Here’s the kicker: That may not be possible. Dillon’s job, quite literally, could be Mission Impossible… [MORE]
NCAA rules to increase rosters in ’21 creates problems down the road
Roster management. It’s the new catch-phrase among college football coaches, and you better be good at it or you could dig yourself into a hole before the season even starts. Two NCAA rule changes, one that allows first-time transfers to play immediately without sitting out a year and another which grants an extra year of eligibility to everyone who competed in 2020 are creating problems. Actually, it’s not so much the rules themselves but rather the way they are being implemented that is giving coaches headaches.
Normally, coaches go by the 25/85 rule which allows them to recruit up to 25 new players each year with a maximum of 85 players on scholarship. This year though, returning seniors do not count against the 85 player limit. So, if 15 seniors decide to return, you can have 100 scholarship players.
But, the limit of 25 new players is a hard cap, and there’s where you run into trouble. “The hard cap of 25 new players was put in place partly to stop coaches from running players off,” USF coach Jeff Scott explained. Since almost all football scholarships are for one year beginning on Aug. 1 and ending on July 31st of the next season, if there wasn’t a hard cap, a coach could simply decide not to renew the scholarships of players he didn’t want and replace them with others he liked better.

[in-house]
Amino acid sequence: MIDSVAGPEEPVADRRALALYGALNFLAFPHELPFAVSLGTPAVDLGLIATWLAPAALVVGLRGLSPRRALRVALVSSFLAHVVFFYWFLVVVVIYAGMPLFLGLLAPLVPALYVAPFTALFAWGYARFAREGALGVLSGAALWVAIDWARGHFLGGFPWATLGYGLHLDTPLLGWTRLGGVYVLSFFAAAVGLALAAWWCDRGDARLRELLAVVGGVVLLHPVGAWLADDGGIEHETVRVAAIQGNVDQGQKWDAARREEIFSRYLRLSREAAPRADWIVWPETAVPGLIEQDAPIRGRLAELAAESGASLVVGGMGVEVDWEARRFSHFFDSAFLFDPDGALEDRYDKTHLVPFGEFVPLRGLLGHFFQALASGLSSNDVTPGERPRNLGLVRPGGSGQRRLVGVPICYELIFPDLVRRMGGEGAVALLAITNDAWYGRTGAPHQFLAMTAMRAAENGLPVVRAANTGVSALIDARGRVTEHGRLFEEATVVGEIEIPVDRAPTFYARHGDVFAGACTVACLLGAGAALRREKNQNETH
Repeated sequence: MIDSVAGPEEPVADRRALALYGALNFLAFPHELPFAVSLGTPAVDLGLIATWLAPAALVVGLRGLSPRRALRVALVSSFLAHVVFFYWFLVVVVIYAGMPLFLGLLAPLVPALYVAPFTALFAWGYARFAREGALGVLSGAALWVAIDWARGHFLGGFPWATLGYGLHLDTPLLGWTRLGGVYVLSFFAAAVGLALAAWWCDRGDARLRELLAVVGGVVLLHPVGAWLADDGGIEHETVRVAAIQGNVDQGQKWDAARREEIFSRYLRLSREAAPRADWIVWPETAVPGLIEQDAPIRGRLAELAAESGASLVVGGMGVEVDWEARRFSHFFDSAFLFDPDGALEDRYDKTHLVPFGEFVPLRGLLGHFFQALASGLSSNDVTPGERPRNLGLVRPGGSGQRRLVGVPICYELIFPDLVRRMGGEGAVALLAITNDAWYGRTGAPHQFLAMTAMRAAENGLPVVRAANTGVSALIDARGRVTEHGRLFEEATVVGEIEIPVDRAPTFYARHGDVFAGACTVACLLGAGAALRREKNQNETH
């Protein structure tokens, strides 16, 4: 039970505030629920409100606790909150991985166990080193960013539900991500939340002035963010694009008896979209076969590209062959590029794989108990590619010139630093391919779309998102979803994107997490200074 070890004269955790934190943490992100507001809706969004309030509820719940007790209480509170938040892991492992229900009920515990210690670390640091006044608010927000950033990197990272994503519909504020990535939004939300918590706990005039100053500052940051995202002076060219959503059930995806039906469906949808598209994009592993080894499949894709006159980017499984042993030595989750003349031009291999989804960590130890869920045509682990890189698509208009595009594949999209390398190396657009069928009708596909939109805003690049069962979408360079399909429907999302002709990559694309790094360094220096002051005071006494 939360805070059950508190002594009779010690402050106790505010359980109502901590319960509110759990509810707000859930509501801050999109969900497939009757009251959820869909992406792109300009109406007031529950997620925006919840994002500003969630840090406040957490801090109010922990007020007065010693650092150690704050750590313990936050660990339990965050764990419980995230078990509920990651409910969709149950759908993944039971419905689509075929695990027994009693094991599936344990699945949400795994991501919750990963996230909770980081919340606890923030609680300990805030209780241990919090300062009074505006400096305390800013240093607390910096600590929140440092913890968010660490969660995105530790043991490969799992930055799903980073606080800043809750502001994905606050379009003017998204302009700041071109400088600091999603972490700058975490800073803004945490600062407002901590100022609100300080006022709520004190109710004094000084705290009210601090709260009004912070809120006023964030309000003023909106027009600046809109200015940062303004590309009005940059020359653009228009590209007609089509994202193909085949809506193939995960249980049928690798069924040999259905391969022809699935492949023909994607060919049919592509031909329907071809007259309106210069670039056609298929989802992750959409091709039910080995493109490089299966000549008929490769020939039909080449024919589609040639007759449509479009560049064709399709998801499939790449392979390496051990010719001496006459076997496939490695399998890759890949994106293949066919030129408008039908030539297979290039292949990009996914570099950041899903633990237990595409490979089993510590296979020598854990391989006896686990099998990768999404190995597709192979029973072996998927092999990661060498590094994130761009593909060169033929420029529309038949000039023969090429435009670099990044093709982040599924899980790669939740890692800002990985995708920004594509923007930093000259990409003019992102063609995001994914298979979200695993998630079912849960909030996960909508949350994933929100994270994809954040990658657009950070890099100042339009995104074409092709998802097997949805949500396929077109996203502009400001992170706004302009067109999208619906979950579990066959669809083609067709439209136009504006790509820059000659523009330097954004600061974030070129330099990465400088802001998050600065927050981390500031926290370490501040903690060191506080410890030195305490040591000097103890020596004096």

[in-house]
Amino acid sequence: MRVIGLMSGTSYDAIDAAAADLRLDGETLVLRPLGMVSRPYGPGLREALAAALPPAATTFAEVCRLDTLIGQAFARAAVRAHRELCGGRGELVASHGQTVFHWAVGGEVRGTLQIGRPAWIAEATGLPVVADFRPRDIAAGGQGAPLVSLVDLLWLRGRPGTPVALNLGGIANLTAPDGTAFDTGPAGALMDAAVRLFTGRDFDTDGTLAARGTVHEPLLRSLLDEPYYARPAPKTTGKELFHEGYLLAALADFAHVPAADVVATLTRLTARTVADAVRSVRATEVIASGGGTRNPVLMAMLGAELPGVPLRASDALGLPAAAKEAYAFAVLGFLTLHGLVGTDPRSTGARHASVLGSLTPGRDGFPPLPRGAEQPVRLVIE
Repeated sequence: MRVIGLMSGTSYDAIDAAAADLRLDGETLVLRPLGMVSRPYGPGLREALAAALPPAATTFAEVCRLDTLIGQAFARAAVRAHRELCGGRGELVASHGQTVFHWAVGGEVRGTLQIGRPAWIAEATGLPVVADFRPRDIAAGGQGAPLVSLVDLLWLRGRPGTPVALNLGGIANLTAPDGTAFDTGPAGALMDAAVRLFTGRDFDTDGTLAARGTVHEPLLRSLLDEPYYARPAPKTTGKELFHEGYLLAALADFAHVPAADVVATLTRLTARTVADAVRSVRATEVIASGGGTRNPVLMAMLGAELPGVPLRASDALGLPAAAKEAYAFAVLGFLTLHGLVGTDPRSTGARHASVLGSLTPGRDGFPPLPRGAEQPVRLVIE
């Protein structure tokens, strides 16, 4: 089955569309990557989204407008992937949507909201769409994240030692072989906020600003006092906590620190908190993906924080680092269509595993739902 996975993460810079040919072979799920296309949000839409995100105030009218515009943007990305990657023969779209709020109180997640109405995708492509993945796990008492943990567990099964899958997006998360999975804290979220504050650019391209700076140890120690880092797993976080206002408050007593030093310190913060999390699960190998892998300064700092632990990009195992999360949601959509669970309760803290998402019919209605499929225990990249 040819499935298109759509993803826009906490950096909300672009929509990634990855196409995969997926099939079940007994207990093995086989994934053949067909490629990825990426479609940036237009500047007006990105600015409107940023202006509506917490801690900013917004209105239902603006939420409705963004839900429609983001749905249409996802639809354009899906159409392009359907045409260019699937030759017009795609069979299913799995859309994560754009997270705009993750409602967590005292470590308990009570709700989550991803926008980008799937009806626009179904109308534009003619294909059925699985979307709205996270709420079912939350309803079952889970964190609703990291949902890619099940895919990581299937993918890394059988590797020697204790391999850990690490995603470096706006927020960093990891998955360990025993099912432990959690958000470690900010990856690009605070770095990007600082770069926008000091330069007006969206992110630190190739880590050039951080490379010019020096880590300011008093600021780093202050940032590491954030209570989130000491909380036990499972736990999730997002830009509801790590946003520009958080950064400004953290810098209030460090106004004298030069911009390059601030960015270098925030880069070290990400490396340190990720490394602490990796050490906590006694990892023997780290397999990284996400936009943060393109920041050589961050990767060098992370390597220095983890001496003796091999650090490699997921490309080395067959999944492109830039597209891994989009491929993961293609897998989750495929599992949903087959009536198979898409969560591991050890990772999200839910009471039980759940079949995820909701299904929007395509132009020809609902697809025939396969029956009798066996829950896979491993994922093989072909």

But, if you bring in 25 recruits, you’ve reached your limit of new players and if you decided not to renew some scholarships, you wouldn’t be able to sign anybody else. “The rule is well intentioned,” Scott said, “but it’s creating problems for us now because if any of our players leave, we have no way to replace them and teams are going to be short-handed.”
That’s because of the new transfer rule. Since players can change schools and become immediately eligible, many of them leave the school they originally signed with and enter the transfer portal looking for better opportunities someplace else.